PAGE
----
That's it. The UN was formed post-World War II to stop exactly this kind of conflict from happening. The non-security-related functions of the United Nations are all bullshit, the reason the body exists is the UN Security Council and to not create World War III. This conflict started in Syria, festered for two years as Hezbollah (Lebanon), Iran, and foreign volunteers/mercenaries were funded by outside states and private individuals, and has now spread into Iraq, and will likely enter Jordan and Saudi Arabia pretty soon. If it reaches into Turkey, they can call upon Article 5 of the NATO treaty, and then we will be involved, whether you like it or not. This is not some nothing civil war in an African country. How is this possibly good for global international security?

If a person is going to decry unilateralism, they better damn make sure that multilateralism works when problems exist. The international community as a collective did NOTHING in Syria and look what has happened. A conflict confined to one state is now going to engulf the whole region. They didn't even have to put troops on the ground in Syria, they could've made it perfectly clear to states like Saudi Arabia and Bahrain and Qatar and Iran that they better not be funding groups operating inside the country, which everyone knows is happening but no one in an official context says publicly, and actually put in place consequences.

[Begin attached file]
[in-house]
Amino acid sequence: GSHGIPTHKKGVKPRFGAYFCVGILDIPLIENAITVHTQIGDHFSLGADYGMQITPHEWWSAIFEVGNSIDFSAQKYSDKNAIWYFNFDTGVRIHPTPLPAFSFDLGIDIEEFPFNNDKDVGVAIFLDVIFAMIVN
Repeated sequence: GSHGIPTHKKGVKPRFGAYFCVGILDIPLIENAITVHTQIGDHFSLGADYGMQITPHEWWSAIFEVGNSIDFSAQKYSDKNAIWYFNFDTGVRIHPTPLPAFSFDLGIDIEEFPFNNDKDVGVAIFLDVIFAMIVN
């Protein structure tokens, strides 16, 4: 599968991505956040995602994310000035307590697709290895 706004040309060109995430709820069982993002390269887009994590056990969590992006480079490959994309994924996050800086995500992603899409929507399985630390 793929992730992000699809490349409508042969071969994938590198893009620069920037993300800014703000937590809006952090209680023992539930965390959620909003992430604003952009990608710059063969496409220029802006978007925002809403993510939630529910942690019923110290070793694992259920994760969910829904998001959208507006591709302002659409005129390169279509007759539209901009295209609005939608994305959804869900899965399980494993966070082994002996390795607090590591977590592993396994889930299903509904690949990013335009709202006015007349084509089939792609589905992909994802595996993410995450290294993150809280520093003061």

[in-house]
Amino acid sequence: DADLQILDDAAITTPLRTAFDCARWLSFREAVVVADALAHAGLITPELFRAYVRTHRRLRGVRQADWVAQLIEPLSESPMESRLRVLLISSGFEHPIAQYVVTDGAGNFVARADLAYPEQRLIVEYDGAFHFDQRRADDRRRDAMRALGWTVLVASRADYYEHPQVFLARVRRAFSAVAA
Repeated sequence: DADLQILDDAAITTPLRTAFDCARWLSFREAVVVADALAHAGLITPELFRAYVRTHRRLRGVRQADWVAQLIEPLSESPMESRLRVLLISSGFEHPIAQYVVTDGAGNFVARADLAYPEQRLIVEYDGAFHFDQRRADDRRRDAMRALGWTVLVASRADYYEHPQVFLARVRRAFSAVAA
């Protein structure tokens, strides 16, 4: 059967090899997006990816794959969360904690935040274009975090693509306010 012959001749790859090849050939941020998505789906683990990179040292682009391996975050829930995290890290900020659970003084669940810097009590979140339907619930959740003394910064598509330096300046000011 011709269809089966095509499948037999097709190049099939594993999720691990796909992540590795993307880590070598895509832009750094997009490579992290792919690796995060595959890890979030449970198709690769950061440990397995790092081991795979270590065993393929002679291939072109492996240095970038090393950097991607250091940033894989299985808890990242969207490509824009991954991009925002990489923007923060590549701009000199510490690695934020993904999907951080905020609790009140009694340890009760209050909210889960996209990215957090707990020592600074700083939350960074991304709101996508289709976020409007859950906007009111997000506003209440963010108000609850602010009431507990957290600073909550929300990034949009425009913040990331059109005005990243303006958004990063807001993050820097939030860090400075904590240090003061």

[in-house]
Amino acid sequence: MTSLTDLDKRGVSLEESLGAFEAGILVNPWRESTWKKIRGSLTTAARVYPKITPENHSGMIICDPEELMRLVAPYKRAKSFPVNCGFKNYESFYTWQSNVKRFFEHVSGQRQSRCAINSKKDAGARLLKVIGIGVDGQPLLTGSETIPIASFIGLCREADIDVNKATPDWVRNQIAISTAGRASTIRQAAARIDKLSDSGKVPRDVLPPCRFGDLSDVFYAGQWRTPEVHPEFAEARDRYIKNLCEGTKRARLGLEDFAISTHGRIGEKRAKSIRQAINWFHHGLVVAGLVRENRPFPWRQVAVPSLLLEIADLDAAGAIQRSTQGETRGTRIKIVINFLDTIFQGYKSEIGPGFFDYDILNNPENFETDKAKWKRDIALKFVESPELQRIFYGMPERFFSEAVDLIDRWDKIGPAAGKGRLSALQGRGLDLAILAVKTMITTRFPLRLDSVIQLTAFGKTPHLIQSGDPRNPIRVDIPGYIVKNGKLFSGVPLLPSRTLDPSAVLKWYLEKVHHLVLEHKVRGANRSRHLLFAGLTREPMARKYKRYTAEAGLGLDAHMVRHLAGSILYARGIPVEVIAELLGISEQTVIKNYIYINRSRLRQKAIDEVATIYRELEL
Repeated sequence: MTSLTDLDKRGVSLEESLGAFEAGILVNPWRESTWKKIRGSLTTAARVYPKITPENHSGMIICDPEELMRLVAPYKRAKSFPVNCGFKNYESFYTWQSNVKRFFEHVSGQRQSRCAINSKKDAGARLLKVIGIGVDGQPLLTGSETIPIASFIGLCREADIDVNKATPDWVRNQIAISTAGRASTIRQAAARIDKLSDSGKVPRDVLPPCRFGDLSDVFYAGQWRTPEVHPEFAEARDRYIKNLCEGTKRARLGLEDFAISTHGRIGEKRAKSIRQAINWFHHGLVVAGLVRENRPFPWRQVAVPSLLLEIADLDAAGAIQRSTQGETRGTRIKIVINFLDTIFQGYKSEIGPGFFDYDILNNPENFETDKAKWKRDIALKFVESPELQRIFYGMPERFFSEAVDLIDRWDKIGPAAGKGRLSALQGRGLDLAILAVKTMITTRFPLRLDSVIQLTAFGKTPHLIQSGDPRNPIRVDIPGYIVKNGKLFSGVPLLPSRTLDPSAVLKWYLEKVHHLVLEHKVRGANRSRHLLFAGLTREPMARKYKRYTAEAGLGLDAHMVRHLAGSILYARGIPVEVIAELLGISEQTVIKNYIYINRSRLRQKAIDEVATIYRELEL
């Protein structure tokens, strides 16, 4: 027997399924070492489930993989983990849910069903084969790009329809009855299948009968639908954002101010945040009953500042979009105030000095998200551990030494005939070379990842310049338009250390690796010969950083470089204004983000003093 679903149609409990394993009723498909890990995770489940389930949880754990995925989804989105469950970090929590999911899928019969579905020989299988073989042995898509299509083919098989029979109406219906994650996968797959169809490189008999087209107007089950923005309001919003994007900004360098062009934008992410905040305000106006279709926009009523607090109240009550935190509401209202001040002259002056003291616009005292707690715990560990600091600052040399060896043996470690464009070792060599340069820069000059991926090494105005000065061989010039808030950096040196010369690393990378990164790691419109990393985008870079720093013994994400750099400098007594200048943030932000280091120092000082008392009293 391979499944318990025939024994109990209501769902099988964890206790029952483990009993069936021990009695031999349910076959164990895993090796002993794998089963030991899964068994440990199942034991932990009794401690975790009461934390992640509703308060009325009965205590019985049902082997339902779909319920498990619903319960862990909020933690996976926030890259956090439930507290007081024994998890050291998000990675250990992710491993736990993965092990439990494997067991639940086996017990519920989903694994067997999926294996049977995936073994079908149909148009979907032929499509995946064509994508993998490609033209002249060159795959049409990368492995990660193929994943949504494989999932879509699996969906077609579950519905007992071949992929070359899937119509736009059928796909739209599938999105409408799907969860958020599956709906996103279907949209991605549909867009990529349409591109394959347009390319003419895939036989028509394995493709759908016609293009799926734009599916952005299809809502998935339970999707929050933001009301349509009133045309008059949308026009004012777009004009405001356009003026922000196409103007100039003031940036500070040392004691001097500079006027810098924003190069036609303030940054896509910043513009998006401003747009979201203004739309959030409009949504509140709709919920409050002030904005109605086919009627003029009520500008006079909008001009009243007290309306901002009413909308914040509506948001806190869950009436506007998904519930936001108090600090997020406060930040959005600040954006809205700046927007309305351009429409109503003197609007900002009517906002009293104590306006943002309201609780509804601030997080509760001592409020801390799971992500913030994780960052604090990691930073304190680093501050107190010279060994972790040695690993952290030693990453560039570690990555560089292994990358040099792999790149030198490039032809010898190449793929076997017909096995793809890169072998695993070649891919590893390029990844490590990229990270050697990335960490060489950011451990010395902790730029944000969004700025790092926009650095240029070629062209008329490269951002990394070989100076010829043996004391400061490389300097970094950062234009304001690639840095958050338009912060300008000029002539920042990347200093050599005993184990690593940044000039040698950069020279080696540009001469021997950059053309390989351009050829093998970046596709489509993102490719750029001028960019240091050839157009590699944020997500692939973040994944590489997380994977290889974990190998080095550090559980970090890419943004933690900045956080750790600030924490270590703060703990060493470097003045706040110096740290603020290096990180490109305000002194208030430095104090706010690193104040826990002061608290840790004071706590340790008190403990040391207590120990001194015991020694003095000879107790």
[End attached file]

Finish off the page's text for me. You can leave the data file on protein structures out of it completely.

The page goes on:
Perhaps it's time to just declare it the League of Nations.

[Edited on June 25, 2014 at 9:51 AM. Reason : /]

6/25/2014 9:38:29 AM

synapse
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Quote :
"You're eager to read all sorts of things in the language the administration used after 9/11"


I mean you don't have to "read all sorts of things in" to their words and extrapolate what's not there. They're clearly trying to pin the attack on Saddam, and then when that's not possible, at least link him to it.

Quote :
"so clearly you're not above recognize a little nuance here and there."